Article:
4.3 Cellular Tropism

The members of the lentivirus genus differ in cellular tropism and disease development, being distributed into two groups. One group includes HIV, FIV and simian immunodeficiency virus (SIV), all of which replicate in macrophages and lymphocytes causing acquired immunodeficiency syndrome and specific-organ disease affecting lungs, CNS and gastro-intestinal tract. The other group includes equine infectious anemia virus (EIAV) and SRLV, both of which replicate primarily in macrophages (lymphocytes are not infected) and cause a disease affecting specific organs, mainly lung, mammary gland, CNS and/or joints [127,135].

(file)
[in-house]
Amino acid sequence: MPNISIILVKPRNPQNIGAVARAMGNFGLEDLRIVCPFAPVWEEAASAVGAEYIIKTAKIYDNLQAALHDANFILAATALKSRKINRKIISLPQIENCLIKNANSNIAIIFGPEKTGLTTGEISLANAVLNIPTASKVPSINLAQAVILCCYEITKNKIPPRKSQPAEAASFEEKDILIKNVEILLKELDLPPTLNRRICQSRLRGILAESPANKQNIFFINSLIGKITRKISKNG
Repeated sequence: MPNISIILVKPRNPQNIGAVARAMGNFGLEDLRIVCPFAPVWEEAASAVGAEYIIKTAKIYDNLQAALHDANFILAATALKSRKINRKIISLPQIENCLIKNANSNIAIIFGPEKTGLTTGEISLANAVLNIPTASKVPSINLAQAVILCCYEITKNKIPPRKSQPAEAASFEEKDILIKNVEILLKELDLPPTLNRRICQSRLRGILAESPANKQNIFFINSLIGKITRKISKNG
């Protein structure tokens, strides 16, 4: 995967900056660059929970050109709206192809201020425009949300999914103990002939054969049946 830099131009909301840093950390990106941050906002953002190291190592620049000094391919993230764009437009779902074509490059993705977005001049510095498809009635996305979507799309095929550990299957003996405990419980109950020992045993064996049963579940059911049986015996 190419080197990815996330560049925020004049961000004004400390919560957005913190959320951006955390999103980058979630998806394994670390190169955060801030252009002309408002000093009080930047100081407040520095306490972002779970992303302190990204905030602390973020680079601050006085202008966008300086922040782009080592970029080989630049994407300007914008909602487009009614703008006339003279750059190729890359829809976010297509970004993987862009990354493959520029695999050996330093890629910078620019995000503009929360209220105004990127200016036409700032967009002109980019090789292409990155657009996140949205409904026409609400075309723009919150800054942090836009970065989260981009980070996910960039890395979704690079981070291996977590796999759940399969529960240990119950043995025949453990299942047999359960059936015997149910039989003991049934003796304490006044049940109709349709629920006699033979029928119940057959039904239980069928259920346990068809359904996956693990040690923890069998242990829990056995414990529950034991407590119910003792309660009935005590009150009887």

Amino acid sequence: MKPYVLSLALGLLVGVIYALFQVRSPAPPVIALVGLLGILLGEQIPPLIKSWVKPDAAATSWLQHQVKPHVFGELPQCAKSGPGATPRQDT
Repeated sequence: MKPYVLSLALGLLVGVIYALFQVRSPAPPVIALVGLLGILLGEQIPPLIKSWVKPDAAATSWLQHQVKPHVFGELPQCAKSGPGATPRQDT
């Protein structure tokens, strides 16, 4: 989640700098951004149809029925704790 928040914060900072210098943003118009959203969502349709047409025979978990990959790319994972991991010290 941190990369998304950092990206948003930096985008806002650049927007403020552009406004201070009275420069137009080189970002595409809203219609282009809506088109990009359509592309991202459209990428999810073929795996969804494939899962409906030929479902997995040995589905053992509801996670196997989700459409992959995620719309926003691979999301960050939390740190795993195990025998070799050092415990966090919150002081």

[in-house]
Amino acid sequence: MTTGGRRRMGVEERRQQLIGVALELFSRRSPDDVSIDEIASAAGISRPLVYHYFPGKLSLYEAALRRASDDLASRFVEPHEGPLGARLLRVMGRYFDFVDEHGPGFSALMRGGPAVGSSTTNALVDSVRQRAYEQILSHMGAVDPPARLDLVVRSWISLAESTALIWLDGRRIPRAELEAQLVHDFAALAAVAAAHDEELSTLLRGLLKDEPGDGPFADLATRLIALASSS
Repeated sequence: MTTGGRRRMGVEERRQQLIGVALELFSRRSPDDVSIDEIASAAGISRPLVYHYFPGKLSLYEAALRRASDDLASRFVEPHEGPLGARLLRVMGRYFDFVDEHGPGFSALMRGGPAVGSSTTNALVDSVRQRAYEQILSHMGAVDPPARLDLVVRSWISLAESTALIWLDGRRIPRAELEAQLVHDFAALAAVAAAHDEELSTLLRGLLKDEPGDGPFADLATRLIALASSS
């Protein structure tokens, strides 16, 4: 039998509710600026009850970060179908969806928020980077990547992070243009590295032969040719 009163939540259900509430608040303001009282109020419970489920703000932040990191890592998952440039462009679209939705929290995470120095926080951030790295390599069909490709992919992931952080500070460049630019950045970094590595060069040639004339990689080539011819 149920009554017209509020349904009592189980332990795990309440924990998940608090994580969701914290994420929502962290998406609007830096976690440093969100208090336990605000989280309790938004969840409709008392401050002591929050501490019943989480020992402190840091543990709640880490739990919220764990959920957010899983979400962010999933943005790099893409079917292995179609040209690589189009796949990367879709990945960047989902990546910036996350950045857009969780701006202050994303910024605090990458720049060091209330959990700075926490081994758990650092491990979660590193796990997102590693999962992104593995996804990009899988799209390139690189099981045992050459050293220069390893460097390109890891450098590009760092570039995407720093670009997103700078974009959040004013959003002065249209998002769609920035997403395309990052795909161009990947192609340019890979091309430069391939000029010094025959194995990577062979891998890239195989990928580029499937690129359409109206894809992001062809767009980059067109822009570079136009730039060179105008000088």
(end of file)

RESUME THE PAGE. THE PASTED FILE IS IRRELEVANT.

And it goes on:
In the VMV epidemic in Iceland, the most common clinical signs corresponded to the maedi (respiratory form) and the visna (nervous form) was only reported in herds with high prevalence of maedi for several years. This was originally attributed to the cell tropism of the virus rather than the genetic variation of sheep, because there was only one sheep breed in Iceland [136,137]. Subsequently, it was shown that the cellular tropism of VMV strains from sheep with visna appeared to be different from those isolated from sheep with maedi. The virus isolated from brain cells replicated more rapidly in sheep choroid plexus compared to isolates from lung and this difference was related to differences in env and LTR regions [138].